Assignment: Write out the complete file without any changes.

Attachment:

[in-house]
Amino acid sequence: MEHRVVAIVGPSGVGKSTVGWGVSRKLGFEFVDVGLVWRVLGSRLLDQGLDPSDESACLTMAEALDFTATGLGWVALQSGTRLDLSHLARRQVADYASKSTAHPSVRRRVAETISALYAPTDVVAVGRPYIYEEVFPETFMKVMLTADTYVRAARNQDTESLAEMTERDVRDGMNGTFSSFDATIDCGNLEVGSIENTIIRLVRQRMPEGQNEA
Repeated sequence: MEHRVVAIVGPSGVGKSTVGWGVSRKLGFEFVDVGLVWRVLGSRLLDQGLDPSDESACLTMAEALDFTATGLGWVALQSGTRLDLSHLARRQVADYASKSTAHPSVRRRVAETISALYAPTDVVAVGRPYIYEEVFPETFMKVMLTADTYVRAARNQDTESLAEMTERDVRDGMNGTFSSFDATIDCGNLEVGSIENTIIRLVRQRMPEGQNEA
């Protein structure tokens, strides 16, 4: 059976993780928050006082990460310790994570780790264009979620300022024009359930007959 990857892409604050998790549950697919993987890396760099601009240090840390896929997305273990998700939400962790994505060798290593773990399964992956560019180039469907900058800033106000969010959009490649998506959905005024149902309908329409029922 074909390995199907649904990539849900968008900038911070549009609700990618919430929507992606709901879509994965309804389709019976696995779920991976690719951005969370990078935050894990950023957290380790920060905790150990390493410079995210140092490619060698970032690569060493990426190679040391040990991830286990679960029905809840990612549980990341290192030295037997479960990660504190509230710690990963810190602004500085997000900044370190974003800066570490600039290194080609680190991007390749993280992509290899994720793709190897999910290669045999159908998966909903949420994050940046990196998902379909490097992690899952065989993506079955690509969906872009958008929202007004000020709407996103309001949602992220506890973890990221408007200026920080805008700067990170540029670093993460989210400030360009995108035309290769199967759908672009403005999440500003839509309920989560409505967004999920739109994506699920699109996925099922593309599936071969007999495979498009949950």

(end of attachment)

[in-house]
Amino acid sequence: MEHRVVAIVGPSGVGKSTVGWGVSRKLGFEFVDVGLVWRVLGSRLLDQGLDPSDESACLTMAEALDFTATGLGWVALQSGTRLDLSHLARRQVADYASKSTAHPSVRRRVAETISALYAPTDVVAVGRPYIYEEVFPETFMKVMLTADTYVRAARNQDTESLAEMTERDVRDGMNGTFSSFDATIDCGNLEVGSIENTIIRLVRQRMPEGQNEA
Repeated sequence: MEHRVVAIVGPSGVGKSTVGWGVSRKLGFEFVDVGLVWRVLGSRLLDQGLDPSDESACLTMAEALDFTATGLGWVALQSGTRLDLSHLARRQVADYASKSTAHPSVRRRVAETISALYAPTDVVAVGRPYIYEEVFPETFMKVMLTADTYVRAARNQDTESLAEMTERDVRDGMNGTFSSFDATIDCGNLEVGSIENTIIRLVRQRMPEGQNEA
């Protein structure tokens, strides 16, 4: 059976993780928050006082990460310790994570780790264009979620300022024009359930007959 990857892409604050998790549950697919993987890396760099601009240090840390896929997305273990998700939400962790994505060798290593773990399964992956560019180039469907900058800033106000969010959009490649998506959905005024149902309908329409029922 074909390995199907649904990539849900968008900038911070549009609700990618919430929507992606709901879509994965309804389709019976696995779920991976690719951005969370990078935050894990950023957290380790920060905790150990390493410079995210140092490619060698970032690569060493990426190679040391040990991830286990679960029905809840990612549980990341290192030295037997479960990660504190509230710690990963810190602004500085997000900044370190974003800066570490600039290194080609680190991007390749993280992509290899994720793709190897999910290669045999159908998966909903949420994050940046990196998902379909490097992690899952065989993506079955690509969906872009958008929202007004000020709407996103309001949602992220506890973890990221408007200026920080805008700067990170540029670093993460989210400030360009995108035309290769199967759908672009403005999440500003839509309920989560409505967004999920739109994506699920699109996925099922593309599936071969007999495979498009949950």